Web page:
Joe Pasquale Discusses Monty Python Musical Spamalot


Monty Python’s Spamalot gallops to Cardiff in March as part of its 2015 UK tour featuring comedian Joe Pasquale reprising his much loved role of King Arthur alongside Todd Carty as Patsy.

Lovingly ripped off from the classic film comedy Monty Python and the Holy Grail, Spamalot is a kind-of new musical with a book by Eric Idle and an entirely new score for the new production, (well, almost) created by Eric Idle and John Du Prez.

Spamalot tells the legendary tale of King Arthur and the Knights of the Round Table and features fantastic tunes more magical than a Camelot convention, including He Is Not Dead Yet, Knights of the Round Table, Find Your Grail and of course Always Look On The Bright Side Of Life.

Ahead of the show’s forthcoming visit to Cardiff's New Theatre, Andy Howells recently chatted to Joe Pasquale.

Can you tell us about the role you’re playing in Spamalot?
I'm playing King Arthur which is one of the best things I've ever done. I love the part and I love the show.  I grew up watching Monty Python so it’s my generation!

How did you get into comedy originally?
I was always such a fan growing up and watching comedy on the telly, Tommy Cooper, Norman Wisdom, Eric and Ernie, Bob Monkhouse, were all great comics I grew up with. Then when I got the chance to go out on stage I was never scared, it was just a case of showing off. I had two older sisters and a younger brother, I was the one in the middle who had to find his own entertainment and I think that had a bearing on trying to get noticed.

When you got into comedy and started getting noticed what that like was for you?
I only ever wanted to get up on stage, I never thought of it as a long-term career or making money from it, it was just a way of showing off  and that’s what you do on stage - show off!
When it came together I started enjoying it more than I thought I would. Then it becomes your job and you have mortgage payments and things like that. It becomes more than a job and you've got to keep working. There's pressure as well, not a pressure to be funny but a pressure to find work. I had a great friend and mentor in Bob Monkhouse. He helped me out a lot in the early days and in particular my first appearance on the Royal Variety Show, he just looked after me all the time - a genius and a gentleman.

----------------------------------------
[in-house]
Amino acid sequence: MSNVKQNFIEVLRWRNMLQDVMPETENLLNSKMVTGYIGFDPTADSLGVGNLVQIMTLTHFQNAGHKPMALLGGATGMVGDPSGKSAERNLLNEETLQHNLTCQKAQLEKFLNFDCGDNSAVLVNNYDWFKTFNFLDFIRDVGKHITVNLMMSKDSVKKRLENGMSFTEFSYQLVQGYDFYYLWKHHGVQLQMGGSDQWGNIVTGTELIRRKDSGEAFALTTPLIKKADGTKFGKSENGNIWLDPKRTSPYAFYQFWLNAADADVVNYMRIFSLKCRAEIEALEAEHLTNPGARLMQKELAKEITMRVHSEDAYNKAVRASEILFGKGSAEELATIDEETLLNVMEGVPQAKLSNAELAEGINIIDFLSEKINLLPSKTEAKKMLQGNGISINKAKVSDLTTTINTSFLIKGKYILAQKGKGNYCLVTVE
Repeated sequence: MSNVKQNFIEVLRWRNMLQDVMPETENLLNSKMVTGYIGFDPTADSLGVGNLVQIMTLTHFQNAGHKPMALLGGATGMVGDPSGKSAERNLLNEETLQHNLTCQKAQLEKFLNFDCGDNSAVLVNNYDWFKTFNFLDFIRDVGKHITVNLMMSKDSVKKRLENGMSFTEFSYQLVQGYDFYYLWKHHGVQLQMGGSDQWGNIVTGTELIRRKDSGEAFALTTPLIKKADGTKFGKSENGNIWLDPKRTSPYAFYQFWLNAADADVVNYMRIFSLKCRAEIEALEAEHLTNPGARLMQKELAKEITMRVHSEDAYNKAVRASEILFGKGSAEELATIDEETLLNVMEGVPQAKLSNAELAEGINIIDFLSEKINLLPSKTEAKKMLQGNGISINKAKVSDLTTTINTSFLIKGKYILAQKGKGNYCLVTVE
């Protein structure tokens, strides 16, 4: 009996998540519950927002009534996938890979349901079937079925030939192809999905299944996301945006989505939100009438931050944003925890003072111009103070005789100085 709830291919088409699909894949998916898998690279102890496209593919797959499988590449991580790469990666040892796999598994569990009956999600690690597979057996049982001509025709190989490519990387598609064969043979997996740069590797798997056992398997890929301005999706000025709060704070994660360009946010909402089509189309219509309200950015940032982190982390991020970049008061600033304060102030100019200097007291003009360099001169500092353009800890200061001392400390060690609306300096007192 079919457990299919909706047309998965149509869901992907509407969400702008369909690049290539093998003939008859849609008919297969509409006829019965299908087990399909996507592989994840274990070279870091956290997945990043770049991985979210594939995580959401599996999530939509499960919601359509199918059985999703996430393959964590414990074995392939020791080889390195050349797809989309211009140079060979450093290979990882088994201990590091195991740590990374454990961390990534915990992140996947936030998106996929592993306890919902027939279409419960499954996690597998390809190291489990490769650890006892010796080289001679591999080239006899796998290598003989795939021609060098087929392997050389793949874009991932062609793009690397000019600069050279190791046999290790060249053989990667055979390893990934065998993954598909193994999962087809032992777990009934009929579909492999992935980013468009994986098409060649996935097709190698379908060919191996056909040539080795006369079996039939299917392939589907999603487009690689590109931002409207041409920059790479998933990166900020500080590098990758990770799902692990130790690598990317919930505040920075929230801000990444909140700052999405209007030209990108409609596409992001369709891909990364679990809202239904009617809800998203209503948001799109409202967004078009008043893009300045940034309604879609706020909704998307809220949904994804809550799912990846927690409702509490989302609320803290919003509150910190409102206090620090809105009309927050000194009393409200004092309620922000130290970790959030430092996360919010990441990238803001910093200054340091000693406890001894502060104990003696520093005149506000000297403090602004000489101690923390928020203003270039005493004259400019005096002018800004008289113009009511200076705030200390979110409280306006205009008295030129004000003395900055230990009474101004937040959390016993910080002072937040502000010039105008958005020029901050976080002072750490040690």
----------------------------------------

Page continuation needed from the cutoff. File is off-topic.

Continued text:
You enjoy your work?
I love what I do, to go out and do an Eric Idle script any comic of any generation these days would give their right arm to do this show. Its two hours of non-stop laughter.

What’s Todd Carty like to work with?
I love working with Todd, he’s deaf as a post in one ear so I have to make sure I'm on the right side of him when I talk to him. We’d both done the show before but not together, it’s lovely because we’ve formed a little partnership in the show. I do most of the talking between the two of us as he only has about eight lines but he makes every single one count. I can’t look at his eyes on stage without starting to laugh.

How would you sum up Spamalot?
Its just funny. It hasn’t dated, it changes on a nightly basis depending on whose in the news and what situation were in. Everything is carved and created around where we are. Its always bang up to date on topical stuff as well.

How long are you carrying on with Spamalot for?
Its open ended at the moment so who knows?

Have you got any other projects lined up for this year?
I’m going back on the road for a stand up tour in August but anything after that I’m not quite sure yet. I enjoy my acting but I like to keep my hand in with stand up as well.

Do you prefer that to TV work?
No, I don’t do anything for too long I don’t do much telly, stand up or stage work, I do a bit of voice over work. Its an eclectic career I have which was more by accident than design and I’m lucky enough to do a job that I love so I never get stuck  in anything for too long.

  • Spamalot plays Cardiff New Theatre from March 2 to 7. Visit newtheatrecardiff.co.uk or call box office on 029 2087 8889 for ticket details.
  • A version of this interview by Andy Howells was published in The South Wales Argus entertainment supplement The Guide on February 20, 2015

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